Summer Classes Offer Advantage, Teach Life Skills


Many students interested in gaining an advantage over their peers take online courses over the summer. (photo by Jessie Bates)

For most high school students, summer represents freedom from school and a relief from the constant work and studying that school requires. There are some students, however, who choose to continue school online over the summer. The reason for this decision differs per person, but most take courses in order to take a higher level the next school year.

Junior Rachel Zhang took pre-AP chemistry the summer before her sophomore year in order to take AP chemistry during her upcoming year. Although she claims she initially decided to take the course online because her parents made her, she ended up enjoying this style of course and was happy that she was able to take AP chemistry — a class commonly reserved for juniors and seniors — as a sophomore.

“I like how I could learn at my own pace and sit in bed while doing it,” Rachel said. “It also taught me how to manage my own time.”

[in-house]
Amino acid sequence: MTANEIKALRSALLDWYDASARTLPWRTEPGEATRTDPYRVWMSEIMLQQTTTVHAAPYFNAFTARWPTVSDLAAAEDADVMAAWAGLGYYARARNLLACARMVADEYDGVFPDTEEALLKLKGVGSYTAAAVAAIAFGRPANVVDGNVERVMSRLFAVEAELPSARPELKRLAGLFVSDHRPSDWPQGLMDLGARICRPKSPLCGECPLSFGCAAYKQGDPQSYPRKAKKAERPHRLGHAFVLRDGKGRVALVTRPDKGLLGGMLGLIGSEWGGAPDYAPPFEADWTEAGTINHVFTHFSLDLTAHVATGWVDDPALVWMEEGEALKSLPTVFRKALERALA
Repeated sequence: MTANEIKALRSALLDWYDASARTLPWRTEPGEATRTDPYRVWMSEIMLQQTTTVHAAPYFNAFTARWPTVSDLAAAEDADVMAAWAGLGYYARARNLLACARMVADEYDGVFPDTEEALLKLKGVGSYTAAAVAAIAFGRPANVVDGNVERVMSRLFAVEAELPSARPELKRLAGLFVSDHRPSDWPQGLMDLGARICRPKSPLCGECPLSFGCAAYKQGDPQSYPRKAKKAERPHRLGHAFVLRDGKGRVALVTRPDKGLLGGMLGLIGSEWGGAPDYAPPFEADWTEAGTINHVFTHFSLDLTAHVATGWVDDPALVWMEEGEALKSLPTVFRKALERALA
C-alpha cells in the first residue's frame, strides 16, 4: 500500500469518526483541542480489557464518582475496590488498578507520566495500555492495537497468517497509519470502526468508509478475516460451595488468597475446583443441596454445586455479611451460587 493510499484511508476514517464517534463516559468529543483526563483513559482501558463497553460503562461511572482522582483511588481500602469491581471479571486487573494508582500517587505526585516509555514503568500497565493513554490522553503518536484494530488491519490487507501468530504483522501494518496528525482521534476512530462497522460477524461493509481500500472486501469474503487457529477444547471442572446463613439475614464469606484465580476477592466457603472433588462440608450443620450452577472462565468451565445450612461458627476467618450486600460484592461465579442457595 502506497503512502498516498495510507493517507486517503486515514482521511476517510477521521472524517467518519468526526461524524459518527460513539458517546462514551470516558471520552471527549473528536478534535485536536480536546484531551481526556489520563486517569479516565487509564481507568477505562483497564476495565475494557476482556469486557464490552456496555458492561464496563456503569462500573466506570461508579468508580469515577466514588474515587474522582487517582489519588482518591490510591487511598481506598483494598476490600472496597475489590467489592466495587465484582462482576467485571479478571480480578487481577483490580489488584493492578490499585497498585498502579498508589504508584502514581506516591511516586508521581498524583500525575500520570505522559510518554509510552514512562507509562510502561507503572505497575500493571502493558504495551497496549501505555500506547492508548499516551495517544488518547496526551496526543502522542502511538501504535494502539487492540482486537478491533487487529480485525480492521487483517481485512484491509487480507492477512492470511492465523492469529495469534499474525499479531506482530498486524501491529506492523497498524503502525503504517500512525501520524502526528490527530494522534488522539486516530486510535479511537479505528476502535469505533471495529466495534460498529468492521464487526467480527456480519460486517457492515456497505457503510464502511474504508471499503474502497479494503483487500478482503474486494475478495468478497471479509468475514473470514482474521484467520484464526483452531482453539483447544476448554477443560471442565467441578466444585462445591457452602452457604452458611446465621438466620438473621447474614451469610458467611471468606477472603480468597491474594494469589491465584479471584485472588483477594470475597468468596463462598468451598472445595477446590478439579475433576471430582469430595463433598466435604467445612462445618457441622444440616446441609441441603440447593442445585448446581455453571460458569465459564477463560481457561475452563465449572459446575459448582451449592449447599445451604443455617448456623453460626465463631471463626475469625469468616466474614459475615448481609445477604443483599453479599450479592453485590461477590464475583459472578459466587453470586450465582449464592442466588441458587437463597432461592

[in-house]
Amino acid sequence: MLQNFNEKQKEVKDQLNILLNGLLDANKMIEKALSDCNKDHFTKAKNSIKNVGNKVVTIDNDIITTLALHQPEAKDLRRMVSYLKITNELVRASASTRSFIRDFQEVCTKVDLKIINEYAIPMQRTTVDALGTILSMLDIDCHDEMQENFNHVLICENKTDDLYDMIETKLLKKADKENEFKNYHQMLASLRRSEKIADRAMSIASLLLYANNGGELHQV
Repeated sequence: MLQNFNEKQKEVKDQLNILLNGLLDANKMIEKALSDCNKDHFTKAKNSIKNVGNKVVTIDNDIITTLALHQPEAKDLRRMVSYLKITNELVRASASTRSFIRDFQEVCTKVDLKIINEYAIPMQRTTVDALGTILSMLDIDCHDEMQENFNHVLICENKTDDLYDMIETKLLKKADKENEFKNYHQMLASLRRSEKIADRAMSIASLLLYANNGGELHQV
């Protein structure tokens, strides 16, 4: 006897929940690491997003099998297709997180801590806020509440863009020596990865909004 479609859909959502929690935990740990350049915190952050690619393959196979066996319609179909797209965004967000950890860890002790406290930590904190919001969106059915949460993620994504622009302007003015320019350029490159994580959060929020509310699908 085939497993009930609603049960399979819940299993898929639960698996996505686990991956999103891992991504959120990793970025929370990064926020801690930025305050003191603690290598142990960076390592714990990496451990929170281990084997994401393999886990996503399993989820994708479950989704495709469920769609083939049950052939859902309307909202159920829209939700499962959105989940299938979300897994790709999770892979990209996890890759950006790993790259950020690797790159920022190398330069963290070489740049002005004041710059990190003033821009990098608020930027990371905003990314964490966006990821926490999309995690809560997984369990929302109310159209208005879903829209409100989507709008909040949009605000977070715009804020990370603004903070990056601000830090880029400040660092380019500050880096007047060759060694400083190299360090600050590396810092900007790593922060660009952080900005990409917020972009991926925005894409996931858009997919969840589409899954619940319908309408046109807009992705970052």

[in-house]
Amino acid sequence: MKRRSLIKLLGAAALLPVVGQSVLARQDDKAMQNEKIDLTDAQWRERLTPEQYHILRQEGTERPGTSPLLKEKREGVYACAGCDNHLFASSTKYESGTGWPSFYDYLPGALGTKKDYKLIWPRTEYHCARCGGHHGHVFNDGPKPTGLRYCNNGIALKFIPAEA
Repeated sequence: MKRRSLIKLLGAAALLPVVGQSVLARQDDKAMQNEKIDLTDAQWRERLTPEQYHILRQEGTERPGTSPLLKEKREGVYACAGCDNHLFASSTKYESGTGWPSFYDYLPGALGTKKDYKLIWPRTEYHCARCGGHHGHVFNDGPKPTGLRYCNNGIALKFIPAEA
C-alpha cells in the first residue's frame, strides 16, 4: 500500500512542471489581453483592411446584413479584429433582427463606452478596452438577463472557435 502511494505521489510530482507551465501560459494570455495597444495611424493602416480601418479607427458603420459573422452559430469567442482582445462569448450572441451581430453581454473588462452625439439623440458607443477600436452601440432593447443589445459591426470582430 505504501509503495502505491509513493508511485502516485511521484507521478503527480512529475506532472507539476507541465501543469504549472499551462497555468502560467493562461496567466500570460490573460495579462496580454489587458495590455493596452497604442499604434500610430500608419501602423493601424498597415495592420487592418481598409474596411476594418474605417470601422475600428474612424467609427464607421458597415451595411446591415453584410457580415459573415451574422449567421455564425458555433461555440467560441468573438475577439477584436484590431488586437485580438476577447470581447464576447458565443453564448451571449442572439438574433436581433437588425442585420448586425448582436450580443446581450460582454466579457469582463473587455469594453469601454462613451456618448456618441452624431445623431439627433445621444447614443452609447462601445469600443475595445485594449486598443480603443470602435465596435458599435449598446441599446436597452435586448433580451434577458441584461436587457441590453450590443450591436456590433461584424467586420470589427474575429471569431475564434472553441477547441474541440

The primary argument against this style of taking a class is that these online courses are easier than the same class taken at Central. Even if this were true, this does not mean that the students taking these classes are not appropriately prepared for the next level of the course. Rachel maintained high grades in AP chemistry, a class in which many people — even those who take pre-AP chemistry at Central — struggle to succeed.

Despite the negative assumptions made about online classes, there is no denying that this method of taking the class accomplishes what it intends: effectively teaching the material and preparing the student for the next level of the course.